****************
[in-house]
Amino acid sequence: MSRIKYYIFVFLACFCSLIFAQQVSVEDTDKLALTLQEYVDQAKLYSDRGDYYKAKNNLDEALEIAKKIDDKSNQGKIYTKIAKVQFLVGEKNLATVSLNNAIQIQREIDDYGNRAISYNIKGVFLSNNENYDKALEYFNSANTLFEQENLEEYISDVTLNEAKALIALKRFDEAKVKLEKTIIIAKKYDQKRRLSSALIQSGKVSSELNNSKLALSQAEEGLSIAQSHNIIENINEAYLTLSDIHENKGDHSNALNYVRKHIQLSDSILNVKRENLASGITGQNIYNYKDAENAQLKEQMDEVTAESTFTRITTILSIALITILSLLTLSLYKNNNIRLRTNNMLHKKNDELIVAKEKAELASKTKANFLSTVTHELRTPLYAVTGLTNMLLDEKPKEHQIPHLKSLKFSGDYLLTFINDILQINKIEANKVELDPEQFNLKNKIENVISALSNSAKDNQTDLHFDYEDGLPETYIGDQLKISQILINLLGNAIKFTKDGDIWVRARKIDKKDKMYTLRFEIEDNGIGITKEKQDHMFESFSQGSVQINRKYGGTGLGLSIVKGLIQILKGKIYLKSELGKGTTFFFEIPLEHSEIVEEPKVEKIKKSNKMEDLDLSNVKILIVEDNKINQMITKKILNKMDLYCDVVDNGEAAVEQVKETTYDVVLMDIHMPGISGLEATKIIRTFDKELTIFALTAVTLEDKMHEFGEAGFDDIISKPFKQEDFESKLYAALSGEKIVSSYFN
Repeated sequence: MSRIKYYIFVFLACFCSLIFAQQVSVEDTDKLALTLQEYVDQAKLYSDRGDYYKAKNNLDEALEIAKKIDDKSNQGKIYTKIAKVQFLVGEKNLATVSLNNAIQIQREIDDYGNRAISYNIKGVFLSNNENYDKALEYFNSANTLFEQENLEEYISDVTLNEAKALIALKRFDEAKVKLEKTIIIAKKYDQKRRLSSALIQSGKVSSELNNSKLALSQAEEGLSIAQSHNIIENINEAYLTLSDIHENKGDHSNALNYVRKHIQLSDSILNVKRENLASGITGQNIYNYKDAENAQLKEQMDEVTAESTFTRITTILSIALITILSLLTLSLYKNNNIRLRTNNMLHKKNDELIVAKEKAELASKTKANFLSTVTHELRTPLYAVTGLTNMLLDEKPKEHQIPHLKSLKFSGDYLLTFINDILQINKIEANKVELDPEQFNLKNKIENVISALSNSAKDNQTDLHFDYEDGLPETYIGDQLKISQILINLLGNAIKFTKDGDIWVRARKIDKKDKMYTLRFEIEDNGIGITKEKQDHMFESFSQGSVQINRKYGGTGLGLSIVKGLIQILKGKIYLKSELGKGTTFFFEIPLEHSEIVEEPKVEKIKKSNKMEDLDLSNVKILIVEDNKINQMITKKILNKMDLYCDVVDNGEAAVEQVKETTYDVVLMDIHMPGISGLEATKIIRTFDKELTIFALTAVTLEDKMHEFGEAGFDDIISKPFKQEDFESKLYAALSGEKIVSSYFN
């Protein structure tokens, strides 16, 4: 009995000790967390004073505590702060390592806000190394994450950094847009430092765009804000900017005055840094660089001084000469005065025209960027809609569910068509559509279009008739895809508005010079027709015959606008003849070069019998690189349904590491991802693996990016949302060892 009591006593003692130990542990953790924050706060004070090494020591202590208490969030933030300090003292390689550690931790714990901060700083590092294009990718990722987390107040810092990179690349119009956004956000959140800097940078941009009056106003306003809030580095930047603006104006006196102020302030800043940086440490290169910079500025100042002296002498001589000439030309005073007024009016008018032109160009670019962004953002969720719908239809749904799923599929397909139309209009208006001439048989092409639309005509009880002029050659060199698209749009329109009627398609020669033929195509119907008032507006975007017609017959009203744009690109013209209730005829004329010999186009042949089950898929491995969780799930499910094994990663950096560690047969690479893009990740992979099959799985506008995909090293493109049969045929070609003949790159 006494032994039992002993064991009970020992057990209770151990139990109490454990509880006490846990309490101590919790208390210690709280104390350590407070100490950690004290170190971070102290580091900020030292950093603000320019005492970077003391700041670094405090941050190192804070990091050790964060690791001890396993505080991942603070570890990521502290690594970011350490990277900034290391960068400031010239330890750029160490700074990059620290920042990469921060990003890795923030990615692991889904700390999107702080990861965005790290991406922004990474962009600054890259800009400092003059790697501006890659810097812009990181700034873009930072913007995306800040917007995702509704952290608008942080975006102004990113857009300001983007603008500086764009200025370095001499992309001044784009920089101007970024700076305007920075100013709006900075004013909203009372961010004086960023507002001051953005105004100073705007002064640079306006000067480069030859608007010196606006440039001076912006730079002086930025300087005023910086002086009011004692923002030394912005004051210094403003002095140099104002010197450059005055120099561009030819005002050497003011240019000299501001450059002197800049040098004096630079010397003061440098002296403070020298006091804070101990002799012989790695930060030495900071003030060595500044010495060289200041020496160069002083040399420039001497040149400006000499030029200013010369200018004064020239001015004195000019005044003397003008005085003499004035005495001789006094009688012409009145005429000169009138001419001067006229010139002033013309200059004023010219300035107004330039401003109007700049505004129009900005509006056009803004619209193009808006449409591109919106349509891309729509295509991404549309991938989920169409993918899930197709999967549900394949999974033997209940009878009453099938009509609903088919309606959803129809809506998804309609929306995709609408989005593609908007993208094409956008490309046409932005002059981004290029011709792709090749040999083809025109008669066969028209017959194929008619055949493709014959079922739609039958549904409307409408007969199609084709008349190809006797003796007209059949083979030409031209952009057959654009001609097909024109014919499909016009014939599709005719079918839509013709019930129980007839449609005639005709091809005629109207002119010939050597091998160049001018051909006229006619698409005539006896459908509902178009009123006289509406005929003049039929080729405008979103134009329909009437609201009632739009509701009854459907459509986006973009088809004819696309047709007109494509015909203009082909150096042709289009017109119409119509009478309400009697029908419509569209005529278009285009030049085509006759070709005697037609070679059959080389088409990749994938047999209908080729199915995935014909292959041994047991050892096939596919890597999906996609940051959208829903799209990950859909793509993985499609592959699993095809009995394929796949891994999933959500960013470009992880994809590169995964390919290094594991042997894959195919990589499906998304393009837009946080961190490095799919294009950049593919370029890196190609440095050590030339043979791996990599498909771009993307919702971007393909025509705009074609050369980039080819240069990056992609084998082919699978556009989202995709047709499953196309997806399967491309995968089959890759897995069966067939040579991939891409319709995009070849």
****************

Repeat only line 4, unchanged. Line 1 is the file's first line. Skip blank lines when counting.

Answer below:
């Protein structure tokens, strides 16, 4: 009995000790967390004073505590702060390592806000190394994450950094847009430092765009804000900017005055840094660089001084000469005065025209960027809609569910068509559509279009008739895809508005010079027709015959606008003849070069019998690189349904590491991802693996990016949302060892 009591006593003692130990542990953790924050706060004070090494020591202590208490969030933030300090003292390689550690931790714990901060700083590092294009990718990722987390107040810092990179690349119009956004956000959140800097940078941009009056106003306003809030580095930047603006104006006196102020302030800043940086440490290169910079500025100042002296002498001589000439030309005073007024009016008018032109160009670019962004953002969720719908239809749904799923599929397909139309209009208006001439048989092409639309005509009880002029050659060199698209749009329109009627398609020669033929195509119907008032507006975007017609017959009203744009690109013209209730005829004329010999186009042949089950898929491995969780799930499910094994990663950096560690047969690479893009990740992979099959799985506008995909090293493109049969045929070609003949790159 006494032994039992002993064991009970020992057990209770151990139990109490454990509880006490846990309490101590919790208390210690709280104390350590407070100490950690004290170190971070102290580091900020030292950093603000320019005492970077003391700041670094405090941050190192804070990091050790964060690791001890396993505080991942603070570890990521502290690594970011350490990277900034290391960068400031010239330890750029160490700074990059620290920042990469921060990003890795923030990615692991889904700390999107702080990861965005790290991406922004990474962009600054890259800009400092003059790697501006890659810097812009990181700034873009930072913007995306800040917007995702509704952290608008942080975006102004990113857009300001983007603008500086764009200025370095001499992309001044784009920089101007970024700076305007920075100013709006900075004013909203009372961010004086960023507002001051953005105004100073705007002064640079306006000067480069030859608007010196606006440039001076912006730079002086930025300087005023910086002086009011004692923002030394912005004051210094403003002095140099104002010197450059005055120099561009030819005002050497003011240019000299501001450059002197800049040098004096630079010397003061440098002296403070020298006091804070101990002799012989790695930060030495900071003030060595500044010495060289200041020496160069002083040399420039001497040149400006000499030029200013010369200018004064020239001015004195000019005044003397003008005085003499004035005495001789006094009688012409009145005429000169009138001419001067006229010139002033013309200059004023010219300035107004330039401003109007700049505004129009900005509006056009803004619209193009808006449409591109919106349509891309729509295509991404549309991938989920169409993918899930197709999967549900394949999974033997209940009878009453099938009509609903088919309606959803129809809506998804309609929306995709609408989005593609908007993208094409956008490309046409932005002059981004290029011709792709090749040999083809025109008669066969028209017959194929008619055949493709014959079922739609039958549904409307409408007969199609084709008349190809006797003796007209059949083979030409031209952009057959654009001609097909024109014919499909016009014939599709005719079918839509013709019930129980007839449609005639005709091809005629109207002119010939050597091998160049001018051909006229006619698409005539006896459908509902178009009123006289509406005929003049039929080729405008979103134009329909009437609201009632739009509701009854459907459509986006973009088809004819696309047709007109494509015909203009082909150096042709289009017109119409119509009478309400009697029908419509569209005529278009285009030049085509006759070709005697037609070679059959080389088409990749994938047999209908080729199915995935014909292959041994047991050892096939596919890597999906996609940051959208829903799209990950859909793509993985499609592959699993095809009995394929796949891994999933959500960013470009992880994809590169995964390919290094594991042997894959195919990589499906998304393009837009946080961190490095799919294009950049593919370029890196190609440095050590030339043979791996990599498909771009993307919702971007393909025509705009074609050369980039080819240069990056992609084998082919699978556009989202995709047709499953196309997806399967491309995968089959890759897995069966067939040579991939891409319709995009070849």